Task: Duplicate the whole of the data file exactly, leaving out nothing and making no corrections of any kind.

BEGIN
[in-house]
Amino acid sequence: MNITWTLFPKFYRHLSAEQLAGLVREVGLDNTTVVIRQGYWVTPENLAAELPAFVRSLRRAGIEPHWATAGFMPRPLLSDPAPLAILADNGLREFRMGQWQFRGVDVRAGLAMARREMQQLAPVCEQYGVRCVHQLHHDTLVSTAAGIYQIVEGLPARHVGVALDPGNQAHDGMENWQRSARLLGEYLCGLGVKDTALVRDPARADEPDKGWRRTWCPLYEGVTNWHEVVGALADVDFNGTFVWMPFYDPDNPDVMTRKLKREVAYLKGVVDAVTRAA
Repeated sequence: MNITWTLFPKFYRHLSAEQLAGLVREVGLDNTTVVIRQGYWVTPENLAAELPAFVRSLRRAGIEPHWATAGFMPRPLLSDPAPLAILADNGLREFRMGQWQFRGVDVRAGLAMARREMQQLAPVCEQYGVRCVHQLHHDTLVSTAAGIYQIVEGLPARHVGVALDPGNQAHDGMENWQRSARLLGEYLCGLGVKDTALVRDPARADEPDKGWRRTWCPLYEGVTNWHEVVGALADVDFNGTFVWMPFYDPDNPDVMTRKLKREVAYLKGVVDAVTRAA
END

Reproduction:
[in-house]
Amino acid sequence: MNITWTLFPKFYRHLSAEQLAGLVREVGLDNTTVVIRQGYWVTPENLAAELPAFVRSLRRAGIEPHWATAGFMPRPLLSDPAPLAILADNGLREFRMGQWQFRGVDVRAGLAMARREMQQLAPVCEQYGVRCVHQLHHDTLVSTAAGIYQIVEGLPARHVGVALDPGNQAHDGMENWQRSARLLGEYLCGLGVKDTALVRDPARADEPDKGWRRTWCPLYEGVTNWHEVVGALADVDFNGTFVWMPFYDPDNPDVMTRKLKREVAYLKGVVDAVTRAA
Repeated sequence: MNITWTLFPKFYRHLSAEQLAGLVREVGLDNTTVVIRQGYWVTPENLAAELPAFVRSLRRAGIEPHWATAGFMPRPLLSDPAPLAILADNGLREFRMGQWQFRGVDVRAGLAMARREMQQLAPVCEQYGVRCVHQLHHDTLVSTAAGIYQIVEGLPARHVGVALDPGNQAHDGMENWQRSARLLGEYLCGLGVKDTALVRDPARADEPDKGWRRTWCPLYEGVTNWHEVVGALADVDFNGTFVWMPFYDPDNPDVMTRKLKREVAYLKGVVDAVTRAA